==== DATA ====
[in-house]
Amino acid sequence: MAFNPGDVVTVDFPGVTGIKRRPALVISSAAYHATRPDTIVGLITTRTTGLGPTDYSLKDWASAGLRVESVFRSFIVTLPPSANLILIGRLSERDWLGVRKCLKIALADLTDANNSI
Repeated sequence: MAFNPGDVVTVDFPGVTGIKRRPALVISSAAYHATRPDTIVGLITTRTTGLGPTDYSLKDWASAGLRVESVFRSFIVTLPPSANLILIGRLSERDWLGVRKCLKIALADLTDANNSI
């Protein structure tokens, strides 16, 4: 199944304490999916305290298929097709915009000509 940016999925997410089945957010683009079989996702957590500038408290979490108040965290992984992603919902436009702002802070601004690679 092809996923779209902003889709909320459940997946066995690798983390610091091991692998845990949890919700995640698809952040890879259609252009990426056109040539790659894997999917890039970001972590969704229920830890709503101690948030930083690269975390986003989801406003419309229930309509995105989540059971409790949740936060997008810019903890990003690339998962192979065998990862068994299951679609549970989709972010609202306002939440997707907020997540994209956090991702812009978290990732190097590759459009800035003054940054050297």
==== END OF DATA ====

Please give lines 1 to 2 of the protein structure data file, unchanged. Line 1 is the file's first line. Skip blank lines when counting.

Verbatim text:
[in-house]
Amino acid sequence: MAFNPGDVVTVDFPGVTGIKRRPALVISSAAYHATRPDTIVGLITTRTTGLGPTDYSLKDWASAGLRVESVFRSFIVTLPPSANLILIGRLSERDWLGVRKCLKIALADLTDANNSI